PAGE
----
My husband is just getting back from taking the kids grocery shopping, and now we’re off to take the kids to see Ice Age – Dawn of the Dinosaurs at the theater.

Author: | Filed under: babble soft, entrepreneurship | Tags: , , | 2 Comments »

Babble Soft Looking For A New Home
Jun 22 2009

This is a hard post for me to write, but there are times in life when the best way to handle hard things is to just deal with it head on.  I had some time and space to reflect during my recent beach vacation.

Babble Soft, an idea that I started tinkering around with after my first baby was born in 2003 (our first beta web app release was in 2007 and iPhone app in 2009), has reached a point where my partner, Nicole Johnson, and I can’t do it justice and build it to the company it could be.  We just don’t have the monetary and time resources that a consumer web and mobile (iPhone) based product Baby Insights and Baby Say Cheese require to become a household name.  I’ve been working on Babble Soft part time while balancing kids, the house, etc. for most of the company’s life.  I spent a few months full time on it just before I took a day job about a year ago and now the time has come to find a new home for it.  Nicole has been working on this part time, after hours, as well.

We are both discovering that Building A Web Business After Hours is hard to do with two small kids around.  And doubly hard when two ventures are trying to get off the ground in one household: my husband is starting the pre-K to 2nd grade Magellan School that’s scheduled to open this Fall and our resources are also being tied up with that and our kids will be attending the school.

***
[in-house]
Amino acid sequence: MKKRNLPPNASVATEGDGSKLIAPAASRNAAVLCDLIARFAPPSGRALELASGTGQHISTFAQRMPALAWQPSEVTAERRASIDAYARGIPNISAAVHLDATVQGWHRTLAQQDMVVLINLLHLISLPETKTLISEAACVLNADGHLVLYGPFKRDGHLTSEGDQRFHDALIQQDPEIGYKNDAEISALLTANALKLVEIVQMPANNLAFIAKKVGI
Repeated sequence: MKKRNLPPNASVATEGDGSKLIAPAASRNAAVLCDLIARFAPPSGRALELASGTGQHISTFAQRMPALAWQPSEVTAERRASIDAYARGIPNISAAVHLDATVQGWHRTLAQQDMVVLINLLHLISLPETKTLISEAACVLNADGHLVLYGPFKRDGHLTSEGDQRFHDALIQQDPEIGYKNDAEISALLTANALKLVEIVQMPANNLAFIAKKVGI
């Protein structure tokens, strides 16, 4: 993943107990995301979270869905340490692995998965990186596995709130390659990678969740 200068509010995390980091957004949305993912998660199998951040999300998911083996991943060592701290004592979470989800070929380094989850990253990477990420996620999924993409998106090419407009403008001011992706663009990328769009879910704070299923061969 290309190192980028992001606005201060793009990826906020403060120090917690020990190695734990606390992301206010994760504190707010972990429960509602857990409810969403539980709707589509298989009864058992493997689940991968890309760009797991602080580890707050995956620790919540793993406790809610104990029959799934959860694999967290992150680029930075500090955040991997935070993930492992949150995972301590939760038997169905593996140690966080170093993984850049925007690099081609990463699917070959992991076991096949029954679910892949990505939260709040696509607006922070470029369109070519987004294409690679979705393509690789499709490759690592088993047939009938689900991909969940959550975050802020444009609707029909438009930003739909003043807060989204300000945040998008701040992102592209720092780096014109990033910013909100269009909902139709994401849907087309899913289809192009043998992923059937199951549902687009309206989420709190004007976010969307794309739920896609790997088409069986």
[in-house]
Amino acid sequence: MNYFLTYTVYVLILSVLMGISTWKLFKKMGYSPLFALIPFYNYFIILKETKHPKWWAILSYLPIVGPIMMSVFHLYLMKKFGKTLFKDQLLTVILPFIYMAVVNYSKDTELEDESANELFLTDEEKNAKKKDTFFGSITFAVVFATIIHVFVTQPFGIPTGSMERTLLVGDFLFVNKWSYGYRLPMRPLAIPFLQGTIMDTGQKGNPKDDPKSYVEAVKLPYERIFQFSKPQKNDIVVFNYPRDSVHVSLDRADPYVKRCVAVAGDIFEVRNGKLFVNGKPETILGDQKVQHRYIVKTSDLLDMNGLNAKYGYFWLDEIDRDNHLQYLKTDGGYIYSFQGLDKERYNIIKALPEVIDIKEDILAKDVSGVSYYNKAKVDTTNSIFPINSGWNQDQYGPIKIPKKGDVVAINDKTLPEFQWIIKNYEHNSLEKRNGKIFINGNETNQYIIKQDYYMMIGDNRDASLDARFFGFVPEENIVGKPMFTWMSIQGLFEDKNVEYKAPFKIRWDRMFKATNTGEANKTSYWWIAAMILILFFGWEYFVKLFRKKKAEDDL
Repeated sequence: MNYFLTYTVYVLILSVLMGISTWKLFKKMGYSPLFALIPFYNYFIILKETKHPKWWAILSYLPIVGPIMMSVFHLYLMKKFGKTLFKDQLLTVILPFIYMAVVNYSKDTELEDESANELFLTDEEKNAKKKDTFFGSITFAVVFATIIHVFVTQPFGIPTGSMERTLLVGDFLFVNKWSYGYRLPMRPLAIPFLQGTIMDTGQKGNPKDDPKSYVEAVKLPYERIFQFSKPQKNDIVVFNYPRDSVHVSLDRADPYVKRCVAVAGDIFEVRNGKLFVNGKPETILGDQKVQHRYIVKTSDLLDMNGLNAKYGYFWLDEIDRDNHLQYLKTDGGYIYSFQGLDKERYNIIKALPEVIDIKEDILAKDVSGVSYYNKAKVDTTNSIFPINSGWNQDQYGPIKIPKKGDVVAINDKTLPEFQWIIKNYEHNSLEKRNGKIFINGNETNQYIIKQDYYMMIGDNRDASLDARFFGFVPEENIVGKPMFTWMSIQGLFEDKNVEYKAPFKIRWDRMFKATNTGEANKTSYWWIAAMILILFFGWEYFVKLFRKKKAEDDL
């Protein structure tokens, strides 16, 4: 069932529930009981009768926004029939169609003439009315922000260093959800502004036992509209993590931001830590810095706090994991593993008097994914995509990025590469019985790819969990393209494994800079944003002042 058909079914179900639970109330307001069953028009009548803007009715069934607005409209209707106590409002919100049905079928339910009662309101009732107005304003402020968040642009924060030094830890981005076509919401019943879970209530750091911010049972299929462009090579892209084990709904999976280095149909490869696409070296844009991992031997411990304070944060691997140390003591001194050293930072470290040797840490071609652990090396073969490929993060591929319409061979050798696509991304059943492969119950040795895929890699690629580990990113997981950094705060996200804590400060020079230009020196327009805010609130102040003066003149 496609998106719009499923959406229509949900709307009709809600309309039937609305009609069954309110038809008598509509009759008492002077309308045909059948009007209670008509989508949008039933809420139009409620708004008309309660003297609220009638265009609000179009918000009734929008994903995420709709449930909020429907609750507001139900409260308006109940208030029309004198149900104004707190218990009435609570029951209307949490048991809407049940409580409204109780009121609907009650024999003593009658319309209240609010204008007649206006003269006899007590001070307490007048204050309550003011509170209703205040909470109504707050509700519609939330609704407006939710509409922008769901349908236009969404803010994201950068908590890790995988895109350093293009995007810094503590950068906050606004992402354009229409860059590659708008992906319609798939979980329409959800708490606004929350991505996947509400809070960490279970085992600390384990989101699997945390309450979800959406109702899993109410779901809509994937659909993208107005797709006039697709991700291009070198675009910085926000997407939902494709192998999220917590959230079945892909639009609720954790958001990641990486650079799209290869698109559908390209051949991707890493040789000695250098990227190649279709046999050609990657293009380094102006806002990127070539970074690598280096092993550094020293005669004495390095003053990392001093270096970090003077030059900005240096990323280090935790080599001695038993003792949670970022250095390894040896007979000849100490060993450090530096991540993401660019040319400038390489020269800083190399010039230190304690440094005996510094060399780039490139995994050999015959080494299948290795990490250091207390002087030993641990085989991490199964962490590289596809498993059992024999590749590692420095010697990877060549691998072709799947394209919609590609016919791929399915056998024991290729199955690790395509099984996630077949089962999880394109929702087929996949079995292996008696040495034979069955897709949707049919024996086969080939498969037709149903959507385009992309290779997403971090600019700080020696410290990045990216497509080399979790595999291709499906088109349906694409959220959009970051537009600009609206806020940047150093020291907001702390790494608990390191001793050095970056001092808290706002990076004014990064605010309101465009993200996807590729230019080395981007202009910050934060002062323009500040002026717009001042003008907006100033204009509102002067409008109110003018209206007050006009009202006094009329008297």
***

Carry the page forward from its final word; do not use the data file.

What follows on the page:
Nicole and I both believe in web applications to help make parents of newborn’s lives easier, and we want to find a good home for Babble Soft with someone who can take our vision to the next level.  We will continue to support our existing customers and any future customers so please don’t worry about that.  We have a high bar set for customer service!  We just can’t take it to the level (with all the exciting new applications we have planned) where we know it could be right now in our lives, but we know there is someone or some company who can.

If you know of someone who might be interested, please email me at blogger(at) babblesoft(dot)com to discuss further.  Please pass a link to this post to everyone you know!

Motherhood is not always peaches & cream and being a mom entrepreneur adds a little extra challenge to the process so sometimes it’s the hard calls that can make the difference in a company’s and person’s success.

Thanks to all of you readers for your continued support and sticking with me through my unusual parenting and entrepreneurial journeys!

Aruni Gunasegaram
President/Founder
(512) 961-6002

Nicole Johnson
VP Product Development
(512) 961-6002

Author: | Filed under: babble soft, entrepreneurship | Tags: , , | 27 Comments »

Board Management
May 22 2009

On May 20, 2009, we held a board management Lunch & Learn at the Austin Technology Incubator.   We hold these monthly or bi-monthly.  Our next one is going to be on Building A Great Corporate Culture.  It was a very productive meeting and our companies learned a lot.   I served as moderator and the people on the panel (with the exception of Janice because she got struck by swine flu sick) were:

Richard C. Benkendorf, Co-founder/Managing Principal, Technology Impact Partners (TIP)